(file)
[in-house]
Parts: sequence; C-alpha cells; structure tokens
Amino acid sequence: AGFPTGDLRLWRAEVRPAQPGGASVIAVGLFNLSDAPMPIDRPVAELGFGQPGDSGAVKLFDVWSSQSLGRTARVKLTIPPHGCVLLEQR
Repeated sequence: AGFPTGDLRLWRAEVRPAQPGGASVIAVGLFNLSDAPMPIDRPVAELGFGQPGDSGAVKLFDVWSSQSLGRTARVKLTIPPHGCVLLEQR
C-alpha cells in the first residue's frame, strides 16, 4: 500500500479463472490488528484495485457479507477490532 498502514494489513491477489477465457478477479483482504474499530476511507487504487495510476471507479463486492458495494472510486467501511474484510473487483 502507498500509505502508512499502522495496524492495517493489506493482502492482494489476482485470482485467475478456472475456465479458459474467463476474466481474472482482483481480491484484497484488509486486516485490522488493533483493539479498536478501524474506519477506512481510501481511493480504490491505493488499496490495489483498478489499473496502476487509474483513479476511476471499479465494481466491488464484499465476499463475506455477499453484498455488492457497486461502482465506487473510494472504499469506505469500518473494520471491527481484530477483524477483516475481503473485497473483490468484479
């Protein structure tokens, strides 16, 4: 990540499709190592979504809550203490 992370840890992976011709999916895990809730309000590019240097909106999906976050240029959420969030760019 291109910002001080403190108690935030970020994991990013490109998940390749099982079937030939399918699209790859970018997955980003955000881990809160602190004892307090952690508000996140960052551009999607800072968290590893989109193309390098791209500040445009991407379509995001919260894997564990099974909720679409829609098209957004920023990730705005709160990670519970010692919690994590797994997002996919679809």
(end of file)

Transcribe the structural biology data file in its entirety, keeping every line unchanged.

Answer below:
[in-house]
Parts: sequence; C-alpha cells; structure tokens
Amino acid sequence: AGFPTGDLRLWRAEVRPAQPGGASVIAVGLFNLSDAPMPIDRPVAELGFGQPGDSGAVKLFDVWSSQSLGRTARVKLTIPPHGCVLLEQR
Repeated sequence: AGFPTGDLRLWRAEVRPAQPGGASVIAVGLFNLSDAPMPIDRPVAELGFGQPGDSGAVKLFDVWSSQSLGRTARVKLTIPPHGCVLLEQR
C-alpha cells in the first residue's frame, strides 16, 4: 500500500479463472490488528484495485457479507477490532 498502514494489513491477489477465457478477479483482504474499530476511507487504487495510476471507479463486492458495494472510486467501511474484510473487483 502507498500509505502508512499502522495496524492495517493489506493482502492482494489476482485470482485467475478456472475456465479458459474467463476474466481474472482482483481480491484484497484488509486486516485490522488493533483493539479498536478501524474506519477506512481510501481511493480504490491505493488499496490495489483498478489499473496502476487509474483513479476511476471499479465494481466491488464484499465476499463475506455477499453484498455488492457497486461502482465506487473510494472504499469506505469500518473494520471491527481484530477483524477483516475481503473485497473483490468484479
């Protein structure tokens, strides 16, 4: 990540499709190592979504809550203490 992370840890992976011709999916895990809730309000590019240097909106999906976050240029959420969030760019 291109910002001080403190108690935030970020994991990013490109998940390749099982079937030939399918699209790859970018997955980003955000881990809160602190004892307090952690508000996140960052551009999607800072968290590893989109193309390098791209500040445009991407379509995001919260894997564990099974909720679409829609098209957004920023990730705005709160990670519970010692919690994590797994997002996919679809």